News-Sun photo by KATARA SIMMONS Cyclists share the road with cars Saturday morning during the Tour of Sebring event. Cyclists are required to follow the same laws as motorized vehicles and have every right to share the road.
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published: Sunday, September 02, 2012
A great place to ride
By CHRISTOPHER TUFFLEY
SEBRING -- Keep a sharp look out when driving today and Labor Day, there are at least 450 bicyclists on the road, many from out of town, taking part in the 30th annual Tour of Sebring.
Back in the 1970s, said Dave Vanderlaan, who was one of the organizers at the beginning, a cycling club in West Palm Beach organized a 100-mile ride to Sebring. It became popular and was held every year.
His wife Debra sat beside him, nodding in agreement.
"This was back when bicycle riding was hard core, not cushy like it is now," Mike Purdy added. Purdy and his wife Joan have been coming to Sebring to take part in the tour for 25 years.
There were no rest stops, no mechanics, no water stations, no support or following vans.
Traffic on the way north became increasingly dangerous over the years, however.
In 1982, in the dark early morning, a car half rammed into the crowd knocking dozens of riders off the road. No one was hurt, but organizers decided it was time to find a safer route.
Vanderlaan said it was then people thought about how pleasant it was to ride in Highlands County. It was decided to move the tour up here, which is how the three-day bike festival came to town.
Riders choose from a variety of routes and distances -- from a 106-mile trip or Bok Tower to 63-mile tour around Lake Istokpoga to short 10- and 24-mile rides.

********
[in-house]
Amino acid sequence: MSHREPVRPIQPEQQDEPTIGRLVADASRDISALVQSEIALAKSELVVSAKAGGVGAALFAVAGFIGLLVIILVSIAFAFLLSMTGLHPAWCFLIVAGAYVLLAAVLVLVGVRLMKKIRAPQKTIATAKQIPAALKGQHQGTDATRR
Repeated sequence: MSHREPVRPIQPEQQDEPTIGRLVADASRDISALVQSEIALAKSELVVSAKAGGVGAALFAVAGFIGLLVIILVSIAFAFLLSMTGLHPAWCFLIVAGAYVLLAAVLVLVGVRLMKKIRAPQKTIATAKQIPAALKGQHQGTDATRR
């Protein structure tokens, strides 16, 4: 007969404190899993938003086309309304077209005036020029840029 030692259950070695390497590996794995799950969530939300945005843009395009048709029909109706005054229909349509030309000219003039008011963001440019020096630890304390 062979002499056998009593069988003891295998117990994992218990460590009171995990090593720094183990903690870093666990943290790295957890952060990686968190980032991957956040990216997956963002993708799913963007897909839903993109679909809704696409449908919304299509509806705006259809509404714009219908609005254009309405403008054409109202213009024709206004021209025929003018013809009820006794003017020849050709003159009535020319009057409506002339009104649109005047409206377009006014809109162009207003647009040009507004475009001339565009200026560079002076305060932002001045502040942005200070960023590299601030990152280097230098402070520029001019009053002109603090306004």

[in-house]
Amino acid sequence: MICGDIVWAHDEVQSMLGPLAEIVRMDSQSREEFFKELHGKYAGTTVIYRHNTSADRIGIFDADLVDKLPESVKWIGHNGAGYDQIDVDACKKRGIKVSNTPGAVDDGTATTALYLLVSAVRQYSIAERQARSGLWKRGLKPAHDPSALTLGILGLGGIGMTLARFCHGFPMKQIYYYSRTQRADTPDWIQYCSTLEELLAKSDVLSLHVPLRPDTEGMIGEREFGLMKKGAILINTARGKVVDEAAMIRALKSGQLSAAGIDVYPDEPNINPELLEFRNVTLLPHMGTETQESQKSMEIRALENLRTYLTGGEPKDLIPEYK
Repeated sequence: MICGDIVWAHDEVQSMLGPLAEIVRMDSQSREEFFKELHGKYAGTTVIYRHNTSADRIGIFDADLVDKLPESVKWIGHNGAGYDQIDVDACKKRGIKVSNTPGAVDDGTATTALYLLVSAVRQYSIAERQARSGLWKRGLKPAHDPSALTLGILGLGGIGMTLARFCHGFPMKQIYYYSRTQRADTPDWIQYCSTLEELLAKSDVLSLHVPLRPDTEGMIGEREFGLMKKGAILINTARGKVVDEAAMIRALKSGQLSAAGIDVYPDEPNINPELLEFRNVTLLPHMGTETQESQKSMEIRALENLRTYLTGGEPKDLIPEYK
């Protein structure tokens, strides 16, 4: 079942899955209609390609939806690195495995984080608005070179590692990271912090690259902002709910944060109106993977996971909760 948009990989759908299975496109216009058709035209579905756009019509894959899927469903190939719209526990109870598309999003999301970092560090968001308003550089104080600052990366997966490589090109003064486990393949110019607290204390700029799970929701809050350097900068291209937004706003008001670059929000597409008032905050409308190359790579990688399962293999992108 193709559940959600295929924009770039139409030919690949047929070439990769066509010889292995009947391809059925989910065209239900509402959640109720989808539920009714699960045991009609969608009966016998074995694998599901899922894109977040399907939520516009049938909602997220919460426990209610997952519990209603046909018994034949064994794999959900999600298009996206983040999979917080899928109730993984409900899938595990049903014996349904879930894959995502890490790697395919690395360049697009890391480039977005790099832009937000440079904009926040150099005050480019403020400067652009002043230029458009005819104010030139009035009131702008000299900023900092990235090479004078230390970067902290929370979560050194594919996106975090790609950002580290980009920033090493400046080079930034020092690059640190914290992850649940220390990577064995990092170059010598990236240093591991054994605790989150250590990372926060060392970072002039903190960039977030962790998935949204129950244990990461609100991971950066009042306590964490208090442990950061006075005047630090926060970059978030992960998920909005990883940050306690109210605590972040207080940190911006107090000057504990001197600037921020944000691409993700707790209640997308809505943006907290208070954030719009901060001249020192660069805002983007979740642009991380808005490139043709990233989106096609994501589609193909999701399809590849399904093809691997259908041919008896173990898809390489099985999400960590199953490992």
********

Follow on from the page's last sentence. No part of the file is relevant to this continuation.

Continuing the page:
The Kenilworth Lodge did not start as the event's headquarters, it was boarded up at the time. Instead participants stayed at the Red Roof Inn on U.S. 27. The first year, only 20 bicyclists took part.
Now sponsored by the restored Kenilworth, the Highlands Pedalers and the Highlands Bicycle Club, Sebring riding tours have become a major event, drawing bicyclists from all over the state. Connections have been made with the community, Purdy said. Tour organizers turn over $1 a rider to those churches and charities whose members volunteer, Purdy said.
Vanderlaan praised Highlands County drivers as careful, gracious and friendly. "They usually obey the 3-foot rule, and they wave. It feels like old home time.
"It's a great place to ride," he added. "Nice curvy roads with hills, the oak trees, horses and cattle. People come back year after year."
The couples said the Kenilworth Lodge is part of the charm of staying Sebring.
Joan Purdy smiled. "We weren't even sure we were going to bring our bikes this year, but we came up anyway. It's just such a tradition, and good time."
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